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EQ vs IQ: Which is More Important?

Is your IQ being undermined by your EQ?

Since the late 1800’s when psychologists first developed the IQ test, a person's IQ (or intelligence quotient) has widely been considered the most reliable indicator of their potential to succeed in life, i.e High IQ = More Likely To Succeed.

However, if you think about this in the context of the people you know and have worked with over the years, my bet is you’ll find there’s something about this IQ equation that just doesn’t quite add up. I have come across plenty of bright people who struggle to get ahead,  be recognised or promoted in spite of their intellectual abilities. I’m sure you can also think of examples of people who don’t seem to have intellectual smarts, but who are nonetheless extremely successful and have risen to the top of their profession. Clearly there is something missing from the mix – and that something is known as Emotional Intelligence, or EQ.

EQIQblogphotoA person’s EQ dictates their capacity to recognise and manage social and ‘soft’ skills such as interpersonal relationships, influence and charisma, as well as their own inner emotions, including reactions to people and situations around them. Modern psychology studies have shown that EQ is actually a much higher predictor of a person’s success than IQ – meaning it’s far more important to focus on gaining skills in this area if you actually want to get ahead in life.

According to Psychologists Peter Salovey and John Mayer there are four distinct levels of emotional intelligence: the perception of emotion, the ability to reason using emotions, the ability to understand emotion and the ability to manage emotions.

Level 1: Perceiving Emotions:

Many people find it difficult to recognise and accurately interpret emotions – both their own and those of other people. If you have been taught from a young age that emotions are ‘bad’ you may have learned to suppress them to the point where you can’t identify or feel them easily. Some find it hard to correctly read and interpret non-verbal signals such as facial expressions and body language, and therefore are either ignorant of others’ feelings or react to them inappropriately.

Level 2: Reasoning With Emotions:

Moving up the EQ scale the next level involves using emotions as a positive tool to assist us in getting things done. Adding emotional weight to a goal gives us more motivation to do it, and can actually assist with our thought processes and physical ability. Sports psychologists and personal coaches use this as a great tool to help clients tap into more powerful levels of performance.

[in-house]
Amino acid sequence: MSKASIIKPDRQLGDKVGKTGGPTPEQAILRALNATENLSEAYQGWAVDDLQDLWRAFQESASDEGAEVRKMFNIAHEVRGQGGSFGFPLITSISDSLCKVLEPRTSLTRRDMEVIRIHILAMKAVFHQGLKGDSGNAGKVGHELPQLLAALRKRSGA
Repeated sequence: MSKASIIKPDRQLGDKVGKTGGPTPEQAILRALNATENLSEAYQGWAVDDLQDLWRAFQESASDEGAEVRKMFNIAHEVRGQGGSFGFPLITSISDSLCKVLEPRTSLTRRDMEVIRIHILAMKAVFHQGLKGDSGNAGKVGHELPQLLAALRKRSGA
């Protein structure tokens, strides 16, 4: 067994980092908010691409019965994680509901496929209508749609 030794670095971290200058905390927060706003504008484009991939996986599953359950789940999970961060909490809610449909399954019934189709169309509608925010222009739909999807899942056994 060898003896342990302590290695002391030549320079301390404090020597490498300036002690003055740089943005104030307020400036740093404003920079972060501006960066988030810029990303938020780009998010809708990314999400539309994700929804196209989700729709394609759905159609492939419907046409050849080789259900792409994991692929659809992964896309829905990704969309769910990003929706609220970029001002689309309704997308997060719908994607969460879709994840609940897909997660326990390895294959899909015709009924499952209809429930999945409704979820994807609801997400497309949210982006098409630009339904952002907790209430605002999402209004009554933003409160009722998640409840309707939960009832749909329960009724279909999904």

Level 3: Understanding Emotions:

Although it is important to be able to recognise and reason with emotions, there is such a broad spectrum of emotions that we need to also become adept at understanding what the presence of an emotion actually means. If you notice someone is angry, you could interpret that in many ways – is it because they are angry with you, or angry with something or someone else? What does their anger mean for you and your situation? Understanding and interpreting emotions helps you choose a course of action that will be appropriate in handling the situation.

Level 4: Managing Emotions:

Reaching this final level is the sign of possessing true Emotional Intelligence. Being able to manage, regulate and respond to different emotions in different ways is a learned skill we can all practice and become better at. When we learn to respond, rather than react, and to choose the emotions we wish to feel, we can say we have truly mastered Emotional intelligence. With the awareness you gain from this level of emotional intelligence it will soon become apparent to you how EQ trumps IQ in every situation.

Where do you rank on the EQ scale? Give yourself a score from 0-10 on the four levels above, where 0 = never and 10 = all the time 


Alison Rentoul is ex yacht crew with 15 years of yachting experience, and a professionally trained personal development coach working with crew worldwide, helping them realise their highest potential at every level. See for more information.

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Alison Rentoul
Professional Development Coach

Tel: +33 (0)493 581 408
Mob: +33 (0)677 008 057

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Skype: alison.rentoul 

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